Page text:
"كَيْفِك يا سارة؟ نَعْسانة؟"

Translation:How are you, Sarah? Sleepy?

June 29, 2019

20 Comments
This discussion is locked.


https://www.duolingo.com/profile/Haizimao

this is a colloquial way to ask "How are you" It should be كيف حالك يا سارة؟


https://www.duolingo.com/profile/arabmouni

What's wrong with learning how to actually speak to others? "Kiif Hal-ak/ik" can be used for sure in colloquial Arabic as well, but in the Levantine dialect "kiif-ak/ik" is fsr more common in daily speaking with others.


https://www.duolingo.com/profile/TheQaswarah

It should always be "kiefa halu-ka/ki", and not whatever you said before


https://www.duolingo.com/profile/Emily.Neuendorf

It's just weird that they don't seem to have taught anything else in dialect except for this. Everything thus far has been ultra MSA.


https://www.duolingo.com/profile/tobarse

What’s wrong about this is the course never telling you what’s colloquial and what’s standard from what’s being taught… I’ve been going through some of the discussions and it looks like a random mix of both. Following this course with other learning material is advised.


https://www.duolingo.com/profile/Crossmount

thank you for that precision , it is very useful


https://www.duolingo.com/profile/KatieCos

Crossmount: thank you for that detail. Precision is the French word.


https://www.duolingo.com/profile/nsbitani

What is the difference between نعسانة and تعبانة?


https://www.duolingo.com/profile/FarahSED

تعبانة means tired ,نعسانة means sleepy


https://www.duolingo.com/profile/wendya1

first time I met a moderator and I've been studying for over 75 days. Nice to meet you.


https://www.duolingo.com/profile/Basilious

كيف حالك يا سارة؟ هل أنت نعسانة؟ That is the proper way in MSA It is fine if you want to introduce some Arabic dialects, but please make sure you state so in advance.


https://www.duolingo.com/profile/chakerISLAM

رجاء لا تخلطوا الفصحى بالعامية رجاء


https://www.duolingo.com/profile/nickimiz

tired should be accepted for sleepy


https://www.duolingo.com/profile/arabmouni

In Arabic, these two words are quite different. Even in English. After a long work day, you might be tired but not ready for sleep. Same in Arabic, you would only use "sleepy" if you're ready for bed. They are not interchangeable every time in either language (although sometimes they can interchange if the person is both tired and sleepy).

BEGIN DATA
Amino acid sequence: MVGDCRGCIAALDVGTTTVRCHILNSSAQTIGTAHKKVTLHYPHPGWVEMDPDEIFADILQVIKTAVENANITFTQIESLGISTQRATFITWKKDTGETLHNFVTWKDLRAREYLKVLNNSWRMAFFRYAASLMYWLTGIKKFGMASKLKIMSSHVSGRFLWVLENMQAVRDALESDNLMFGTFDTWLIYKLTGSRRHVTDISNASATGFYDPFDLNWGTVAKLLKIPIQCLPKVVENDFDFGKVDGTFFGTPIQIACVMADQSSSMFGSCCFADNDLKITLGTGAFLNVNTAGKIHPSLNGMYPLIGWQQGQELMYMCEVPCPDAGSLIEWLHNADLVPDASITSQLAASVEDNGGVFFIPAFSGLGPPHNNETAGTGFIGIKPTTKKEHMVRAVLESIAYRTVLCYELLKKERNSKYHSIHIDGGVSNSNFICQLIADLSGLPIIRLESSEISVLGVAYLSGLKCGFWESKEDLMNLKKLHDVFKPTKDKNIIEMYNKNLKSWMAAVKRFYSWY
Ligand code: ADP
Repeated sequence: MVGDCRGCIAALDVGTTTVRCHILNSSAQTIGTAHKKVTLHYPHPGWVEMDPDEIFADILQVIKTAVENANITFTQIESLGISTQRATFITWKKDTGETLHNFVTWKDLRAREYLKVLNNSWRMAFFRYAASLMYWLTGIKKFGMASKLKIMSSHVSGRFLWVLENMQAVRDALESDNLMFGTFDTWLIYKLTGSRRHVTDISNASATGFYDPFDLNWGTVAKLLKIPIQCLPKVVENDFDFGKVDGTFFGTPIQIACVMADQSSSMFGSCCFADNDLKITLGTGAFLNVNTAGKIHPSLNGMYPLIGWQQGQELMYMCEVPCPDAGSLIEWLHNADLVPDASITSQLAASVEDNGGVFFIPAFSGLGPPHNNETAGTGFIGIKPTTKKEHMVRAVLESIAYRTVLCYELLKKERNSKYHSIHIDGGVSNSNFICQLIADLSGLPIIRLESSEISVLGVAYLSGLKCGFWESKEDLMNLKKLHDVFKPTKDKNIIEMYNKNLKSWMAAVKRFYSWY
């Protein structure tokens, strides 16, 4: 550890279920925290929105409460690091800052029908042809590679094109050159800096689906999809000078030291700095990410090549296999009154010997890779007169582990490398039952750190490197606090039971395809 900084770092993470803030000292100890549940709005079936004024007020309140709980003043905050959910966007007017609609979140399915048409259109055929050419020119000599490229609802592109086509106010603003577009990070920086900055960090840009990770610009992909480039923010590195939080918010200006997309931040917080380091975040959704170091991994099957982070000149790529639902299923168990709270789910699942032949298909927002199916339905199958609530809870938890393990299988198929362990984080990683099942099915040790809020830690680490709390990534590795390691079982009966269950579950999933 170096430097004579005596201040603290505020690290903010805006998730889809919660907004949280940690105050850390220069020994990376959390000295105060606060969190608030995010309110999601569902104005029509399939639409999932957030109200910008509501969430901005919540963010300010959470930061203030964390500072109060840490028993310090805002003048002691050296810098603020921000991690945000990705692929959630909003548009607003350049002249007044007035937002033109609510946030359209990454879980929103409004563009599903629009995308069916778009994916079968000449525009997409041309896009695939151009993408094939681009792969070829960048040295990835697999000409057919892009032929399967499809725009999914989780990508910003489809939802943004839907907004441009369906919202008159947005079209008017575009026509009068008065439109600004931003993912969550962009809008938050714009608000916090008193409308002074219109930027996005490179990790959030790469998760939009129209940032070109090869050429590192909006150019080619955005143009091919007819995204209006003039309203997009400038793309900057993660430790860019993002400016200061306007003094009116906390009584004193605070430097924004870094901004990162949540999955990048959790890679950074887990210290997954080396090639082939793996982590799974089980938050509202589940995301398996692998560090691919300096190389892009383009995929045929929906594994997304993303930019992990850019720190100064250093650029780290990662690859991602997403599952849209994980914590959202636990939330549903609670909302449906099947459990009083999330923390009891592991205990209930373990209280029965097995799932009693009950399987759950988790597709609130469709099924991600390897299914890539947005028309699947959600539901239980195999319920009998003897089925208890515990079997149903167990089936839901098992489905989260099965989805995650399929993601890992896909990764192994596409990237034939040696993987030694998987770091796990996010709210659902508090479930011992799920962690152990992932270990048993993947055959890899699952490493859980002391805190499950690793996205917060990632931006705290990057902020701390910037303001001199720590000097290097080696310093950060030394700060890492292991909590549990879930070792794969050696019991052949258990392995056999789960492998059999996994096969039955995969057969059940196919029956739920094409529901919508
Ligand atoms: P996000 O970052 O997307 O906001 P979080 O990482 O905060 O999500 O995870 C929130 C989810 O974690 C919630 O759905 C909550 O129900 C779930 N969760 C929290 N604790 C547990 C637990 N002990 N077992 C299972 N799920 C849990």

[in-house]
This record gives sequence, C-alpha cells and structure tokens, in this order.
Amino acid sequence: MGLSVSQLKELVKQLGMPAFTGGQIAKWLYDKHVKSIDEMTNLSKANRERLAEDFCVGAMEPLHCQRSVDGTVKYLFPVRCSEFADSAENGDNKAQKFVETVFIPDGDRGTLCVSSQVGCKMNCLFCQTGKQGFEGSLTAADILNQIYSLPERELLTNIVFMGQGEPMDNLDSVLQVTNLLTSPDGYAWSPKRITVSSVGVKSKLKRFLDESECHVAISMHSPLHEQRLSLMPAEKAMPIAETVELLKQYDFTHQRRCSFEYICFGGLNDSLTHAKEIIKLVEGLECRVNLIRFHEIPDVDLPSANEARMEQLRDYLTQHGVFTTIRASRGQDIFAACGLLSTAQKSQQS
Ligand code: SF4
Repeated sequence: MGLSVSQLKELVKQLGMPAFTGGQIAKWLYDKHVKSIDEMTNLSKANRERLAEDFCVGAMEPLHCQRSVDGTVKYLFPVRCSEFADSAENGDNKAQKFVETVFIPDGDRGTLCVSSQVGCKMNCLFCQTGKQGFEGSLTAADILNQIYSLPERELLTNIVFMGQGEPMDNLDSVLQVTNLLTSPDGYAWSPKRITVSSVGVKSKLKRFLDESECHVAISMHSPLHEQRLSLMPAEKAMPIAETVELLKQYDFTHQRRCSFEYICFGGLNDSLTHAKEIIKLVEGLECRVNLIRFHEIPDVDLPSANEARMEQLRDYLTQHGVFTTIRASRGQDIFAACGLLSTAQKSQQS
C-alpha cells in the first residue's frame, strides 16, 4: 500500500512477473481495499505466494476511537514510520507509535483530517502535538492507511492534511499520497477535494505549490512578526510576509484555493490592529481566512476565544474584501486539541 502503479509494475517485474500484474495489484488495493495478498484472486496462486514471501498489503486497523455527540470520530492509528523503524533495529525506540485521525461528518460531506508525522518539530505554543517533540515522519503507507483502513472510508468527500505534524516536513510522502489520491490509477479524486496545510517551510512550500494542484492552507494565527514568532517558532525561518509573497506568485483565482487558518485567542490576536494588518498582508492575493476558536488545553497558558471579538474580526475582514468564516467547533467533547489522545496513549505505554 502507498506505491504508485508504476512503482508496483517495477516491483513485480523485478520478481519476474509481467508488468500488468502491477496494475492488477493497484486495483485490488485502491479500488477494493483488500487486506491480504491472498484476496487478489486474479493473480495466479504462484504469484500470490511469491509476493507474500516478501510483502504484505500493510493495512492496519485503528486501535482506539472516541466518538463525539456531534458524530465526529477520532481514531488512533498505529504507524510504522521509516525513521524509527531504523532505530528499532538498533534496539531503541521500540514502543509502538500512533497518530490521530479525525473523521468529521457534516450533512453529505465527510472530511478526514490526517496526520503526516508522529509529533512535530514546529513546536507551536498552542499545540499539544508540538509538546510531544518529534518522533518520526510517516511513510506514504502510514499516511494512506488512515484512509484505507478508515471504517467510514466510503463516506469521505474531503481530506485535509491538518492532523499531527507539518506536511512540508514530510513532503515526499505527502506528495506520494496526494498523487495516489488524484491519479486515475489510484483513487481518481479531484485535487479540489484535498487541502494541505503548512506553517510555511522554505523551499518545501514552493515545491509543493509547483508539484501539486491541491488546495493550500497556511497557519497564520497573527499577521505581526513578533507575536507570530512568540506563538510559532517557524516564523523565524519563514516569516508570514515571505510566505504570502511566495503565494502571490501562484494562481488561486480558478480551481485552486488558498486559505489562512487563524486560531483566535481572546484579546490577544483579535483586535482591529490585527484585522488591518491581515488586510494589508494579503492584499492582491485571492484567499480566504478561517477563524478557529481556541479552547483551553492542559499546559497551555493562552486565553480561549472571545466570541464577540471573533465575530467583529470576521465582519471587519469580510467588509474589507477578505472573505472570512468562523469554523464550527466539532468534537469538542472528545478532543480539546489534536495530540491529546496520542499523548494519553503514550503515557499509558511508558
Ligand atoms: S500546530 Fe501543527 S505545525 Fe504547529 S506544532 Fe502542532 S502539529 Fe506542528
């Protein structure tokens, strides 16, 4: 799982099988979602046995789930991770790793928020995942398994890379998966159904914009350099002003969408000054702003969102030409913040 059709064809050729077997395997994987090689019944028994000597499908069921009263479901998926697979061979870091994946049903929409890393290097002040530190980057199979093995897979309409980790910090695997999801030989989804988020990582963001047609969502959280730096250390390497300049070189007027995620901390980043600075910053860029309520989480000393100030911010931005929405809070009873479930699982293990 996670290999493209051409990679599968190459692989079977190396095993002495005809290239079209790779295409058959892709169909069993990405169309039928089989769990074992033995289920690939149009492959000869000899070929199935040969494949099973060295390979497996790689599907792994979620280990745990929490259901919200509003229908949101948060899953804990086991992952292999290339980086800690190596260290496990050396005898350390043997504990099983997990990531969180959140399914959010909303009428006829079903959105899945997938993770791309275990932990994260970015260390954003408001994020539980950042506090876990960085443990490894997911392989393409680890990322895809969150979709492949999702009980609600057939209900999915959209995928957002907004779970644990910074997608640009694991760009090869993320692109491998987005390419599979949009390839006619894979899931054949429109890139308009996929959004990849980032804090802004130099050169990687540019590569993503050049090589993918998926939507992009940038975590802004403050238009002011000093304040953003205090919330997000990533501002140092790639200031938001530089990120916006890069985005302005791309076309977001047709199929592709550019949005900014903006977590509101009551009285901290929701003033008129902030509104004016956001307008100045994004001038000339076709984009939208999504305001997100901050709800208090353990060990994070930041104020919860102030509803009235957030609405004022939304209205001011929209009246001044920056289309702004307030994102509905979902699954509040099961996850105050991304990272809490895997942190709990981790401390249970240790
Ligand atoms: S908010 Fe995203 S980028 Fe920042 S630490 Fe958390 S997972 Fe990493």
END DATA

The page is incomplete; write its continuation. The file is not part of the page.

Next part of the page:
https://www.duolingo.com/profile/Mar247594

They're synonyms. I'm a native arabic speaker and the pronunciation and translations for this course are complete and utter nonsense.


https://www.duolingo.com/profile/KatieCos

Wow, thanks Mar248594. I keep losing hearts for writing"tired" instead of "sleepy". It's good to hear they're synonyms in Arabic. Silly Duolingo. And I agree that in English, "sleepy" is normally associated with children. Not so with Arabic?


https://www.duolingo.com/profile/redearth329

Personally, as a native English speaker, I find "sleepy" to sound puerile and wouldn't use it in that context.


https://www.duolingo.com/profile/Sara.Fasl

I wrote are you sleepy for نعسانة , and it did not accept


https://www.duolingo.com/profile/TheQaswarah

That's a contextual mistake that should be corrected in the released course after getting done with Beta


https://www.duolingo.com/profile/elderhenrythomas

I learned it more as "kee-fik", but my class was mostly focused on Jordanian arabic. Are both correct?

Learn Arabic in just 5 minutes a day. For free.